School-based intermittent screening and treatment programs for malaria may be unsuccessful in low to moderate transmission areas
A school-based intermittent screening and treatment program for malaria in rural coastal Kenya had no benefits on the health and education of school children, according to a study by international researchers published in this week's PLOS Medicine.
The study, led by Katherine Halliday and Simon Brooker from the London School of Hygiene & Tropical Medicine, included over 5000 children from 101 government schools. Half of the schools were randomized to receive the intermittent screening and treatment programme -- screening once a school term for malaria parasites using a rapid diagnostic test followed by treatment with the anti-malarial drug artemether-lumefantrine for all children who tested positive for malaria parasitaemia (whether symptomatic or asymptomatic) .
During the intervention period, almost 90% of children in classes 1 and 5 of the intervention schools were screened at each round, of whom 17.5% tested RDT-positive for malaria. However, the authors found that there was no difference at 12 and 24 months between the proportion of children with anemia and the proportion of children who tested positive for malaria parasites in the intervention and control groups. And at 9 and 24 months, there was also no difference in class attention scores between the two groups.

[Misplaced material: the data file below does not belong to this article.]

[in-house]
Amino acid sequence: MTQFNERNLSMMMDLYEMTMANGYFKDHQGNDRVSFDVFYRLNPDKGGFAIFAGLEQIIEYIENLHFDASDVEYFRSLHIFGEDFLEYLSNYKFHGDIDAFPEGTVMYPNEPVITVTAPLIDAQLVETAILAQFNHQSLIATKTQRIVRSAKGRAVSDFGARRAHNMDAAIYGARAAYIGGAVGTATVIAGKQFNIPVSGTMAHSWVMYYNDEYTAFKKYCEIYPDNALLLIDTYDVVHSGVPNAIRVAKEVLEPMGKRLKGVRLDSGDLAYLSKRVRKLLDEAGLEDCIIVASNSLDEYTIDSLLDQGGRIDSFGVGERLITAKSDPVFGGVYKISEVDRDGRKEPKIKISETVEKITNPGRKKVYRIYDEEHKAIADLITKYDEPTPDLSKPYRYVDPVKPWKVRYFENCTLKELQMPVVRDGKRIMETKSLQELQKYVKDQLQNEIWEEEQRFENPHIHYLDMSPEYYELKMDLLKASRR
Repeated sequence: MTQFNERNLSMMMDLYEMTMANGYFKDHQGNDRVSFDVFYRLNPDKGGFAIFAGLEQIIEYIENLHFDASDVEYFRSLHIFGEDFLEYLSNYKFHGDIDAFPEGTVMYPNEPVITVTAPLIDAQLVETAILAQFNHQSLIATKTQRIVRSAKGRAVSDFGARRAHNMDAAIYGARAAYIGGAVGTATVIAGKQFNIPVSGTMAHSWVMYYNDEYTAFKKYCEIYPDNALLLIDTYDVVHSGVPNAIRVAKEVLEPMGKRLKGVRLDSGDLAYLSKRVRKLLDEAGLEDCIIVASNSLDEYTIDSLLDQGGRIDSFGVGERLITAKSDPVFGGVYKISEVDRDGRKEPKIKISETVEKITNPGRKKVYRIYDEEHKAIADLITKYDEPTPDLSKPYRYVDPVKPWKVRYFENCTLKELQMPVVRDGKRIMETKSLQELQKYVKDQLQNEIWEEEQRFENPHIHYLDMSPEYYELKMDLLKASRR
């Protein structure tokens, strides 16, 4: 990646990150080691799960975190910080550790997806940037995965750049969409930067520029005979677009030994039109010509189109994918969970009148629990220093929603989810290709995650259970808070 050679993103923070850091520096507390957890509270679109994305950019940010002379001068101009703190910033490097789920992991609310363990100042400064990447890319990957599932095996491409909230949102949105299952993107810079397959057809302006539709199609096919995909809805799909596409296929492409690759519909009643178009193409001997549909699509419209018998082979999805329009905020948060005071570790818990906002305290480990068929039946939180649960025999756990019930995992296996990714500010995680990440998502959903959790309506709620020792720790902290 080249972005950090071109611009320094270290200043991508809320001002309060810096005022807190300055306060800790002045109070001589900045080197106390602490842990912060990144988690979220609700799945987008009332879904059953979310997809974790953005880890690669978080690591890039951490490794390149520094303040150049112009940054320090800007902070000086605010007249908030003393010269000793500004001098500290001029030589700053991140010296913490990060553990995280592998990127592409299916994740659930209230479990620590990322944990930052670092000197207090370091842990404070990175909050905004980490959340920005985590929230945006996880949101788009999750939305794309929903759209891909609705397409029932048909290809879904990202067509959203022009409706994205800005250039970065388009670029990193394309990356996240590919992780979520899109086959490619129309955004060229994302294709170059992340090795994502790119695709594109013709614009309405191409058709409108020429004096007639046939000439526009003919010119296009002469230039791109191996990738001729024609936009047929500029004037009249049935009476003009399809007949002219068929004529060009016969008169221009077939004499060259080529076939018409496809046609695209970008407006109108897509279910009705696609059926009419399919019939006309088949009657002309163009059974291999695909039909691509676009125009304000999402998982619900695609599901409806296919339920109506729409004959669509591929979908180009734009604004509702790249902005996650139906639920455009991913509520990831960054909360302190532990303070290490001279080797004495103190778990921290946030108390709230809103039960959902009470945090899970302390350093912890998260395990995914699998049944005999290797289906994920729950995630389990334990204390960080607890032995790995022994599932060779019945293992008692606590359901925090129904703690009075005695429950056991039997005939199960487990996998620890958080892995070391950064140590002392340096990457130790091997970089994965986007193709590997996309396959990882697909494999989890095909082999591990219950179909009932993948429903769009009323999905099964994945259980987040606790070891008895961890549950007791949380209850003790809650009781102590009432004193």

The authors say: "In contrast to the beneficial impact of previous school-based malaria control our findings show there are no health or education benefits of implementing school-based intermittent screening and treatment programs with artemether-lumefantrine in a low to moderate transmission setting such as this study site."
The authors add: "Nevertheless, our results do highlight a potential role for schools as screening platforms whereby pockets of high transmission can be identified for targeted malaria control"
In an accompanying Perspective, Lorenz von Seidlein, from the Menzies School of Health Research in Casuarina, Australia, discusses the reasons that the program was unsuccessful and the wider issues involved in failure of screening and treating as a malaria elimination strategy. He suggests: "After other approaches have failed perhaps an evaluation of strategies based on presumptive treatment of targeted populations should now have the highest priority?"
The above post is reprinted from materials provided by Public Library of Science. Note: Materials may be edited for content and length.
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